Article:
There are few examples of financially sustainable public transport projects around the world, with the Hong Kong and Singapore mass transit systems being notable exceptions. These systems have generated an average annual return for shareholders of around 9% and 11%, respectively, over the past five years1. Exceptions aside, rail typically requires financial support from governments, which – faced with multiple funding requests – are under increasing pressure to look for innovative ways to fund infrastructure projects.
The success of transit-oriented developments (TODs) in markets such as Hong Kong and China has created excitement about the opportunity to leverage such models into other markets. However, local nuances influence the outcome. Hong Kong and China benefit from a combination of high population densities, high property prices, an effective rail network, and government ability to appropriate land and contribute it to TOD projects at ‘pre-railway’ valuations.
The TOD at Kowloon station in Hong Kong is arguably one of the better global examples of effective place-making and robust financial outcome. It encompasses a transport hub that includes an airport rail link, subways, buses, rail connections, and taxis. It also encompasses hotels, office towers, a high-end retail mall, food and beverage venues, and apartments that can house up to 20,000 residents. Kowloon station is indeed a mini-city in itself.
Japan is another market that has reaped the benefits of TOD, particularly in inner Tokyo. However, Japanese companies approach TOD from a different perspective. The focus is not on real estate assets, but on mapping the activities of residents and workers along rail corridors and establishing assets and businesses that capture a high daily proportion of passenger spend.
For example, Tokyu Corporation, whose assets include the Tōyoko, Meguro and Ōimachi lines, owns department stores, supermarkets, hotels, banks and property developments along its rail lines. Thus, it generates revenue every time passengers move in, shop, travel or eat along the rail lines. In 2015, Tokyu Corporation secured the concession to operate the Sendai Airport around 330 km south of Tokyo, which no doubt offers further opportunities to ‘follow the passenger’.
The Japanese approach is a private sector alternative to land value capture (LVC), which has typically relied on governments funding the rail infrastructure and subsequently realising returns through incremental taxes or rates on higher property values along the alignment. The traditional LVC approach is difficult to achieve in emerging markets, where accounting records and land valuations may not be properly regulated. The Japanese model could be a viable alternative for these markets, but it would require an ecosystem of investors with an eye for long-term returns.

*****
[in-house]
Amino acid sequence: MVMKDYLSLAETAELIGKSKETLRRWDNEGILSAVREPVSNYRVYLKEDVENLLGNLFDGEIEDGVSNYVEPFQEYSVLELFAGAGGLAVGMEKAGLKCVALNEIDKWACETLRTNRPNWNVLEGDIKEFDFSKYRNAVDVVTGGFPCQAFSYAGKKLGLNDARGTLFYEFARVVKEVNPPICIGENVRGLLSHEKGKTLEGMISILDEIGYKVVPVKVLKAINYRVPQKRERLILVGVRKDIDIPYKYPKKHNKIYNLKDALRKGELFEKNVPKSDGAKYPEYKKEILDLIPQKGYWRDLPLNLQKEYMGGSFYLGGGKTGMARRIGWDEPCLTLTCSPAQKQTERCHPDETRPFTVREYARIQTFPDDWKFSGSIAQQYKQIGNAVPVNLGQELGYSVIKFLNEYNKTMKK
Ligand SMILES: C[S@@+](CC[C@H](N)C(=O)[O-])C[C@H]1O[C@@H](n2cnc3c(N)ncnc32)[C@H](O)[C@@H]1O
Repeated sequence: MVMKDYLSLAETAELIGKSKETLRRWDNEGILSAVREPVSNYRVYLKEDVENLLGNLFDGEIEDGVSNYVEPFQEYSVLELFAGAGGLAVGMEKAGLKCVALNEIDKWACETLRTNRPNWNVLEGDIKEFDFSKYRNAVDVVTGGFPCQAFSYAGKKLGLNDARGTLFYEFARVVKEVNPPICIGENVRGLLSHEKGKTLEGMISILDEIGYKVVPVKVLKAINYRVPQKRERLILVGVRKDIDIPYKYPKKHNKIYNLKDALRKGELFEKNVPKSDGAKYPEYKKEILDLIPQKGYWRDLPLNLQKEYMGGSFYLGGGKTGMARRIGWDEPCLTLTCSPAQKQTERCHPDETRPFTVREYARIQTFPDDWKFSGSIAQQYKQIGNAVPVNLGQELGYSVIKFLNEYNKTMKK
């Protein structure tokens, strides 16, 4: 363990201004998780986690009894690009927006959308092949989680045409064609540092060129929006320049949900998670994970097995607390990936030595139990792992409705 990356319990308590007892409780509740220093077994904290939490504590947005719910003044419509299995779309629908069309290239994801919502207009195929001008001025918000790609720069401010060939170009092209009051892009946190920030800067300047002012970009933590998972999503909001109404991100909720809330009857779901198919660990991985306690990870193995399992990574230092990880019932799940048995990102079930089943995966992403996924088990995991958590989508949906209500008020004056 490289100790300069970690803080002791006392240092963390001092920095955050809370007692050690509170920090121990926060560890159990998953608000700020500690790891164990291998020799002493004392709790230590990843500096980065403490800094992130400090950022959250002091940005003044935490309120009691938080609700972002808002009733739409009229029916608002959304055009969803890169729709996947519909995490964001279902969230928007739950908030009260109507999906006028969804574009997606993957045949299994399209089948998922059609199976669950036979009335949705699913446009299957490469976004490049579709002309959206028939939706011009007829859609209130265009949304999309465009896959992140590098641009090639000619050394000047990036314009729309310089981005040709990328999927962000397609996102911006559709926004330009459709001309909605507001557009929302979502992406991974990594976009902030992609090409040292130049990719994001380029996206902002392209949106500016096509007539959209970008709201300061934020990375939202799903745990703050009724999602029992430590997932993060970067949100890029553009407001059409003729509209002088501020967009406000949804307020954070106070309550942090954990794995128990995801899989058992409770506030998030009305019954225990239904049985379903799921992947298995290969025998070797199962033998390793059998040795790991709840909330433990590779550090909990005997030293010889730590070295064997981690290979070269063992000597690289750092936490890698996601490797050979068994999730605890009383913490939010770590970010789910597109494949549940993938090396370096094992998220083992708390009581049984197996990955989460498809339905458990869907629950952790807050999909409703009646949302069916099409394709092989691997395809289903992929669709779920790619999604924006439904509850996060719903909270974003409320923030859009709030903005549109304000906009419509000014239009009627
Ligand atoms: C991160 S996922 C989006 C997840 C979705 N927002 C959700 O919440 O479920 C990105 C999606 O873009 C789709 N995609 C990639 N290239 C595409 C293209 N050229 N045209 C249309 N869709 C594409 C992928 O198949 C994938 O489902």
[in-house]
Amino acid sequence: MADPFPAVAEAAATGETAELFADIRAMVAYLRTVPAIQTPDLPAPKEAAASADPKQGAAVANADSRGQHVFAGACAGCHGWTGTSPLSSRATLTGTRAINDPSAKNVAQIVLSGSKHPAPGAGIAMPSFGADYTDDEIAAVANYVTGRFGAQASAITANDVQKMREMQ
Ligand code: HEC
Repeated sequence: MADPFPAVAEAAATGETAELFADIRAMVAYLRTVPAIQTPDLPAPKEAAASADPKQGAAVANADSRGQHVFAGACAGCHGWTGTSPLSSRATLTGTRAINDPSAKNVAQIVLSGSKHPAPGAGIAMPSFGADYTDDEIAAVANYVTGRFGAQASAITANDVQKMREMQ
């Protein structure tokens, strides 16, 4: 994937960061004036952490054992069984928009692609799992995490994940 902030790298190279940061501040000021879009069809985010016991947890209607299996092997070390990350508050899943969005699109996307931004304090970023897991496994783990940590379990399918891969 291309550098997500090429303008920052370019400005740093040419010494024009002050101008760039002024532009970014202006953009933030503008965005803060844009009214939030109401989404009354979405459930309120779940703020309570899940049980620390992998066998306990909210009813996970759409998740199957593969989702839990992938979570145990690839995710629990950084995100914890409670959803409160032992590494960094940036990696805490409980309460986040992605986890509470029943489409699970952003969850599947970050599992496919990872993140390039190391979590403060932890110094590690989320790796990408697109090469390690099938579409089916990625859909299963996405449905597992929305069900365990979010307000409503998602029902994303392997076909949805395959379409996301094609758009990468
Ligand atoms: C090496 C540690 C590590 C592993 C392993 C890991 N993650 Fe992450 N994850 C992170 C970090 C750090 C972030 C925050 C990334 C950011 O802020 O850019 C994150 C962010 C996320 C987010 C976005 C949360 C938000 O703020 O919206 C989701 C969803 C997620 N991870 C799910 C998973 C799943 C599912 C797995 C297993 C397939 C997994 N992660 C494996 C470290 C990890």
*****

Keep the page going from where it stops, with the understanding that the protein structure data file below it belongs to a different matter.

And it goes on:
TOD is an elegant solution to integrated urban design, but it is not the perfect financing tool unless a specific set of conditions exist. The Japanese LVC model might present a more effective alternative.
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Transit Oriented Development study for Foshan Transit Lines 2&3
Guangdong’s Foshan city plans to use 104km of metro links to string all the townships and areas together from north to south and east to west. Arup is the lead consultant to study the feasibility of such Transit Oriented Development (TOD).
Located close to Schiphol airport and Amsterdam’s city centre, Zuidasdok aims to create a connected urban district for residents, workers and commuters. Improved infrastructure solutions for cyclists, pedestrians and public transport offer a viable alternative to the car.
From a single commuter journey to a country’s wider economy, rail can transform lives, businesses and communities. Arup has over 60 years’ experience delivering rail projects for clients in the public and private sectors, across the world.